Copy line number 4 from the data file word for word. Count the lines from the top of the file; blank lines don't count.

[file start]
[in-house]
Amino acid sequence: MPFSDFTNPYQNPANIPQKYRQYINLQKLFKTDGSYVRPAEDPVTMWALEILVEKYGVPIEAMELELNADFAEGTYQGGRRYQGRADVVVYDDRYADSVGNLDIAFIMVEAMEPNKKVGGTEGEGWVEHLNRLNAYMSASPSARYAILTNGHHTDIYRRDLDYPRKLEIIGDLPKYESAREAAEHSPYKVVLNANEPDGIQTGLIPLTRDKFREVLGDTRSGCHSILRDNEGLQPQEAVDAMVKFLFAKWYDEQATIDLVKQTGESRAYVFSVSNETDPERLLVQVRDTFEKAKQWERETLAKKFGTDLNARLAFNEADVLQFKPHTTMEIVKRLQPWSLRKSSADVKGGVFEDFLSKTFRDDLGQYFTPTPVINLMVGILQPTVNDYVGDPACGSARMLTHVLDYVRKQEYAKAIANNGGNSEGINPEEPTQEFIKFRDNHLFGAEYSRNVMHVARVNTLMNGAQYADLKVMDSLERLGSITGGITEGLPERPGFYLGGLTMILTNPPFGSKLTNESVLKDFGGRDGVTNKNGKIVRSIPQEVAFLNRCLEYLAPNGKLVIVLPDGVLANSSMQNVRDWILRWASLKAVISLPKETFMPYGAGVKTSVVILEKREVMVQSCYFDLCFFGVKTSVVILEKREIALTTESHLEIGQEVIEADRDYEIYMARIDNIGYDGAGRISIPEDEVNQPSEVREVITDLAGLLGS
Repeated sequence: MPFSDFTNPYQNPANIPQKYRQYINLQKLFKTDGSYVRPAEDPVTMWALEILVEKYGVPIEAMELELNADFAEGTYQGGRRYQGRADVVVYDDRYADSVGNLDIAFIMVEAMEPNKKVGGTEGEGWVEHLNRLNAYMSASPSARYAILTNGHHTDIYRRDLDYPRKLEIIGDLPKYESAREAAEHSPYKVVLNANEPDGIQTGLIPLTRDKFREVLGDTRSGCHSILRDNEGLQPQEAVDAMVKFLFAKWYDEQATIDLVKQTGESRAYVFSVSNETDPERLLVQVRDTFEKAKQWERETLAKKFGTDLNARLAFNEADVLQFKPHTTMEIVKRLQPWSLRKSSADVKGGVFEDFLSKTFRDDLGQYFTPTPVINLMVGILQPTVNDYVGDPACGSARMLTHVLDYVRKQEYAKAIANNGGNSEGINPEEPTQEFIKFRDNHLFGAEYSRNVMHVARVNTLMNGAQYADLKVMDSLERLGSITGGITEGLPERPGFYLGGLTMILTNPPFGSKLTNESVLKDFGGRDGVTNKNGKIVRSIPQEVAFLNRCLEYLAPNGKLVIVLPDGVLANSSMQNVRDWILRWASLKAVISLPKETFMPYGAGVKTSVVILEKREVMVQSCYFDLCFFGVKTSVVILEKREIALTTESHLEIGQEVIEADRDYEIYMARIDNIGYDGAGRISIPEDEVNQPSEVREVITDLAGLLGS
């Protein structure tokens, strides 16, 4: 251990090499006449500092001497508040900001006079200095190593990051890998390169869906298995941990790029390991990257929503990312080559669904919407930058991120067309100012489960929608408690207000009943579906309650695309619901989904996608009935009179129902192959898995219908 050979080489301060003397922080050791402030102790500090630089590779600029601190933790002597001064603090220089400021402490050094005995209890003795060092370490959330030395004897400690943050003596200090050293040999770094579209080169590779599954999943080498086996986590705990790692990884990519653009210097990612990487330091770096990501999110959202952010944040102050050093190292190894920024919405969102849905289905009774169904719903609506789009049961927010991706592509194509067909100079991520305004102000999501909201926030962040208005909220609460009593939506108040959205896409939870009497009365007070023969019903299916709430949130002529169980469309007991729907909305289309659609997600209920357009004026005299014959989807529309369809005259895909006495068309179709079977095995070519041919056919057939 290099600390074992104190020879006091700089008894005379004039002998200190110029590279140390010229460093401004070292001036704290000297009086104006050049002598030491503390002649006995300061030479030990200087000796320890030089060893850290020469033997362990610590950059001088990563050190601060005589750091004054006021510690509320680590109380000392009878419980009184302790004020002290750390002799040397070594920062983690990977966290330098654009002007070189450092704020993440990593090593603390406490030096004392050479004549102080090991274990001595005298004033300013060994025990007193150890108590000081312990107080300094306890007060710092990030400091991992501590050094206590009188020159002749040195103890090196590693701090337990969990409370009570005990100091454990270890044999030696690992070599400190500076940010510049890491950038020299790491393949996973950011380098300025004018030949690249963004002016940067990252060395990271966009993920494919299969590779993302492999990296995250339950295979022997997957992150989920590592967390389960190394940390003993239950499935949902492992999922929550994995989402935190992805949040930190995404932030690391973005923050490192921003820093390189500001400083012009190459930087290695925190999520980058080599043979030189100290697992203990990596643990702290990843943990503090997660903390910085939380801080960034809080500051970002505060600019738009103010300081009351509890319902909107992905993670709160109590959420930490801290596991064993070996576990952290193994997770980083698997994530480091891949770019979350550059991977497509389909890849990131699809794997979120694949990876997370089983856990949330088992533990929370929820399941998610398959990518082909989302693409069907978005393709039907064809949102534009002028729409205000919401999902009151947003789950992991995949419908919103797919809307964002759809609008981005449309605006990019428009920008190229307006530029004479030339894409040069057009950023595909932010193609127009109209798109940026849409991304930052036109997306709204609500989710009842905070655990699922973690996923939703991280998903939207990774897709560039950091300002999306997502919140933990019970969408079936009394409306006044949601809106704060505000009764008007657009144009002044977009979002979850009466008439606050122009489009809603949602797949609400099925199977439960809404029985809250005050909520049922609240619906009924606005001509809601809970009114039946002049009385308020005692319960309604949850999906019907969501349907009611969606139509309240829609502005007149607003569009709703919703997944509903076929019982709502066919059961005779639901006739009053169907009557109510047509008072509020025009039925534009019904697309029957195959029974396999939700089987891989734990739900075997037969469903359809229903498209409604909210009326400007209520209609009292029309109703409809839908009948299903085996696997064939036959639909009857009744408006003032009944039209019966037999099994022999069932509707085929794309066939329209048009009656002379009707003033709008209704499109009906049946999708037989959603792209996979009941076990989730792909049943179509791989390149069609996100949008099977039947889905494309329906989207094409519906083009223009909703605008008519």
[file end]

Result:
């Protein structure tokens, strides 16, 4: 251990090499006449500092001497508040900001006079200095190593990051890998390169869906298995941990790029390991990257929503990312080559669904919407930058991120067309100012489960929608408690207000009943579906309650695309619901989904996608009935009179129902192959898995219908 050979080489301060003397922080050791402030102790500090630089590779600029601190933790002597001064603090220089400021402490050094005995209890003795060092370490959330030395004897400690943050003596200090050293040999770094579209080169590779599954999943080498086996986590705990790692990884990519653009210097990612990487330091770096990501999110959202952010944040102050050093190292190894920024919405969102849905289905009774169904719903609506789009049961927010991706592509194509067909100079991520305004102000999501909201926030962040208005909220609460009593939506108040959205896409939870009497009365007070023969019903299916709430949130002529169980469309007991729907909305289309659609997600209920357009004026005299014959989807529309369809005259895909006495068309179709079977095995070519041919056919057939 290099600390074992104190020879006091700089008894005379004039002998200190110029590279140390010229460093401004070292001036704290000297009086104006050049002598030491503390002649006995300061030479030990200087000796320890030089060893850290020469033997362990610590950059001088990563050190601060005589750091004054006021510690509320680590109380000392009878419980009184302790004020002290750390002799040397070594920062983690990977966290330098654009002007070189450092704020993440990593090593603390406490030096004392050479004549102080090991274990001595005298004033300013060994025990007193150890108590000081312990107080300094306890007060710092990030400091991992501590050094206590009188020159002749040195103890090196590693701090337990969990409370009570005990100091454990270890044999030696690992070599400190500076940010510049890491950038020299790491393949996973950011380098300025004018030949690249963004002016940067990252060395990271966009993920494919299969590779993302492999990296995250339950295979022997997957992150989920590592967390389960190394940390003993239950499935949902492992999922929550994995989402935190992805949040930190995404932030690391973005923050490192921003820093390189500001400083012009190459930087290695925190999520980058080599043979030189100290697992203990990596643990702290990843943990503090997660903390910085939380801080960034809080500051970002505060600019738009103010300081009351509890319902909107992905993670709160109590959420930490801290596991064993070996576990952290193994997770980083698997994530480091891949770019979350550059991977497509389909890849990131699809794997979120694949990876997370089983856990949330088992533990929370929820399941998610398959990518082909989302693409069907978005393709039907064809949102534009002028729409205000919401999902009151947003789950992991995949419908919103797919809307964002759809609008981005449309605006990019428009920008190229307006530029004479030339894409040069057009950023595909932010193609127009109209798109940026849409991304930052036109997306709204609500989710009842905070655990699922973690996923939703991280998903939207990774897709560039950091300002999306997502919140933990019970969408079936009394409306006044949601809106704060505000009764008007657009144009002044977009979002979850009466008439606050122009489009809603949602797949609400099925199977439960809404029985809250005050909520049922609240619906009924606005001509809601809970009114039946002049009385308020005692319960309604949850999906019907969501349907009611969606139509309240829609502005007149607003569009709703919703997944509903076929019982709502066919059961005779639901006739009053169907009557109510047509008072509020025009039925534009019904697309029957195959029974396999939700089987891989734990739900075997037969469903359809229903498209409604909210009326400007209520209609009292029309109703409809839908009948299903085996696997064939036959639909009857009744408006003032009944039209019966037999099994022999069932509707085929794309066939329209048009009656002379009707003033709008209704499109009906049946999708037989959603792209996979009941076990989730792909049943179509791989390149069609996100949008099977039947889905494309329906989207094409519906083009223009909703605008008519």